It was a challenging year under Vision Zero. For the first time since the street safety initiative was implemented in 2014, traffic fatalities have increased citywide. On Dec. 22, the mayor’s office released citywide data showing there were 215 traffic deaths this year as compared to 203 recorded in all of 2018. Most notably, cyclist deaths more than doubled from the previous year with 28 recorded. Just in the last two weeks of the year, six pedestrians were killed in a span of three days.
“While we’ve made tremendous progress over the past six years with Vision Zero, there is still undoubtedly more work to do to make our streets safer,” said Mayor Bill de Blasio in a statement. “The recent traffic fatalities have made us even more determined to keep Vision Zero moving forward.”
As of Nov. 30 — when the city’s Vision Zero data showing the location of where fatalities occur was last updated — traffic deaths in the Chelsea, Upper West Side, Upper East Side and Downtown neighborhoods for 2019 were largely on par with the previous year, with Chelsea having four more deaths than 2018. Between Nov. 30 and Dec. 22, there were 17 more traffic deaths, but the location of these deaths were not recorded on Vision Zero’s official website.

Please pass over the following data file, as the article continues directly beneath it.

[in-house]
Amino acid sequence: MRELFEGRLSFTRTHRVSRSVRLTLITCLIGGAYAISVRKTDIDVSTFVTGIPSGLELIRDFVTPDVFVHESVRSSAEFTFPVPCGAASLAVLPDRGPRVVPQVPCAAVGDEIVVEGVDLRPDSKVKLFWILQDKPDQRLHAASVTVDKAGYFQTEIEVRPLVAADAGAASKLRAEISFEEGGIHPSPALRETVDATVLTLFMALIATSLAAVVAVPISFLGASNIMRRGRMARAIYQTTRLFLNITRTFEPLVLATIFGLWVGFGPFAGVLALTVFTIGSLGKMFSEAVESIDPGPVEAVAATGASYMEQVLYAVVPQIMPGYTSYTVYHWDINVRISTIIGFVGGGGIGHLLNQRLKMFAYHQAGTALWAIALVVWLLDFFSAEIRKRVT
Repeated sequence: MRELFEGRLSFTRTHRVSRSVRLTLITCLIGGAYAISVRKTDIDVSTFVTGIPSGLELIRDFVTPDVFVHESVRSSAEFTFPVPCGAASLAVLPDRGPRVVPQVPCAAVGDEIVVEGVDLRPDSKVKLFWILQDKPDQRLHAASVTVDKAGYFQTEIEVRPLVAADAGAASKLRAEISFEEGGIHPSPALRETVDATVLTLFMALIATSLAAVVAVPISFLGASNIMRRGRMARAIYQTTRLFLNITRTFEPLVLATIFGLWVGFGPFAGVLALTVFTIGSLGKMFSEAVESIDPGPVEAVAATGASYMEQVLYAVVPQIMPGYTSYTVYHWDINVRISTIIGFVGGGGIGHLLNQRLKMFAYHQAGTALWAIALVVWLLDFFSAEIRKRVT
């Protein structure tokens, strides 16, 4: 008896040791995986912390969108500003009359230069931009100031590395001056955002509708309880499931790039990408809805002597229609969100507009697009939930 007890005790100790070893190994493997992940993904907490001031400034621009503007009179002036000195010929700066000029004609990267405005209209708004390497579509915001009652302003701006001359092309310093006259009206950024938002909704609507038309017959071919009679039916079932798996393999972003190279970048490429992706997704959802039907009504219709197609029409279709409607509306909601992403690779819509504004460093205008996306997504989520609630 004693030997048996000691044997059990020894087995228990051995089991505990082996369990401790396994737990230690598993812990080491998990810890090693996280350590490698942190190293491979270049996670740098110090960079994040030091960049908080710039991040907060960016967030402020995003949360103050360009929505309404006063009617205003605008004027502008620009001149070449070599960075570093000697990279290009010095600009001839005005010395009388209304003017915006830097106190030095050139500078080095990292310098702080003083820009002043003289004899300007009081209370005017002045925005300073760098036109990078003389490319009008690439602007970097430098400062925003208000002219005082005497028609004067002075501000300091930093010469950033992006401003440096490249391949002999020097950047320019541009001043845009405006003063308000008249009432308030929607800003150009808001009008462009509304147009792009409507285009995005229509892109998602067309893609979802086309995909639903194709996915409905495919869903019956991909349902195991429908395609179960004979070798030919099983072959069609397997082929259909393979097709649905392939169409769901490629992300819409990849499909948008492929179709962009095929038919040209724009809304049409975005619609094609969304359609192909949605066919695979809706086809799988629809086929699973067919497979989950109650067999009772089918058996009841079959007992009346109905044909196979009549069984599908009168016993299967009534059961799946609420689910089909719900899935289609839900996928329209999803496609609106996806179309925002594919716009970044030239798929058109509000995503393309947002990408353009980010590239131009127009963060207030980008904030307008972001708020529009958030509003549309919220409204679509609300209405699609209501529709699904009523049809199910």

Citywide, the picture was bleak. In 2018, 10 cyclists were killed throughout NYC, but the numbers rose to 28 in 2019. Pedestrian deaths went up from 115 in 2018 to 117 in 2019. The year came to a particularly brutal end in late December. In what the New York Times called "a deadly 72 hours," 6 pedestrians were killed in three days in Manhattan, Brooklyn and Queens.
“The recent traffic fatalities have made us even more determined to keep Vision Zero moving forward.” Mayor Bill de Blasio